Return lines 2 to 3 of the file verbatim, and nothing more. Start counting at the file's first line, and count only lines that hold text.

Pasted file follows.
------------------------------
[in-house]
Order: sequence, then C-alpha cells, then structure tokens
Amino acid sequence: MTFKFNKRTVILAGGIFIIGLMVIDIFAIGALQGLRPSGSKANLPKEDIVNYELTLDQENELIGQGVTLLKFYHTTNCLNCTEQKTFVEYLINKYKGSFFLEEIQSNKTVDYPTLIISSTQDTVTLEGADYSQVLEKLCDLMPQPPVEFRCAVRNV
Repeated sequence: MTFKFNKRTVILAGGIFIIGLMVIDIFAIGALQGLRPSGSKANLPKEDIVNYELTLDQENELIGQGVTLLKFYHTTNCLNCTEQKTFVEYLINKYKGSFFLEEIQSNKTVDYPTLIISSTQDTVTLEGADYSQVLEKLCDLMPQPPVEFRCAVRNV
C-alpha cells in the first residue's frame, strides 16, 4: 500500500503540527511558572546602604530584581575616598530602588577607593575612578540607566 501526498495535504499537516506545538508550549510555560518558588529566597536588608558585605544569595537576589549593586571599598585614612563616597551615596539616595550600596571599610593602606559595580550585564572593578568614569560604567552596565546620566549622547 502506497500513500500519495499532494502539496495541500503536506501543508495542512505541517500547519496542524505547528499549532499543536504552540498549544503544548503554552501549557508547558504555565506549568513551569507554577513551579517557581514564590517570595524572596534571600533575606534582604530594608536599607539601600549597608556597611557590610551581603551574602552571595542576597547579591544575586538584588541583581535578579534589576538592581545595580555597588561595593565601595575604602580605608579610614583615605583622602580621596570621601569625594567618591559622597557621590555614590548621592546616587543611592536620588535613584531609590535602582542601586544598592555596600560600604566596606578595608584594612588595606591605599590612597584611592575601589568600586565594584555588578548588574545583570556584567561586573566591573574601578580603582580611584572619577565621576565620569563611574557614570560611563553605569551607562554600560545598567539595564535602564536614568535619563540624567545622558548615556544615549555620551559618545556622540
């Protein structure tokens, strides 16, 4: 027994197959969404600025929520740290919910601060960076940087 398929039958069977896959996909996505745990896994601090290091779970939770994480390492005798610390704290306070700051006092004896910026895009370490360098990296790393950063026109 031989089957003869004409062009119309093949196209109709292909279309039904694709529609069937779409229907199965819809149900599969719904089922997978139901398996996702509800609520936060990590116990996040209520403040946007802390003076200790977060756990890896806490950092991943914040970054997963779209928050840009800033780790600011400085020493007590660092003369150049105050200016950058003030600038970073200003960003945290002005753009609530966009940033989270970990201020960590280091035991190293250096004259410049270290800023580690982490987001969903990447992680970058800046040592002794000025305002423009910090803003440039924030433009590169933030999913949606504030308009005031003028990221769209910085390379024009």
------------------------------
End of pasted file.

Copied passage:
Order: sequence, then C-alpha cells, then structure tokens
Amino acid sequence: MTFKFNKRTVILAGGIFIIGLMVIDIFAIGALQGLRPSGSKANLPKEDIVNYELTLDQENELIGQGVTLLKFYHTTNCLNCTEQKTFVEYLINKYKGSFFLEEIQSNKTVDYPTLIISSTQDTVTLEGADYSQVLEKLCDLMPQPPVEFRCAVRNV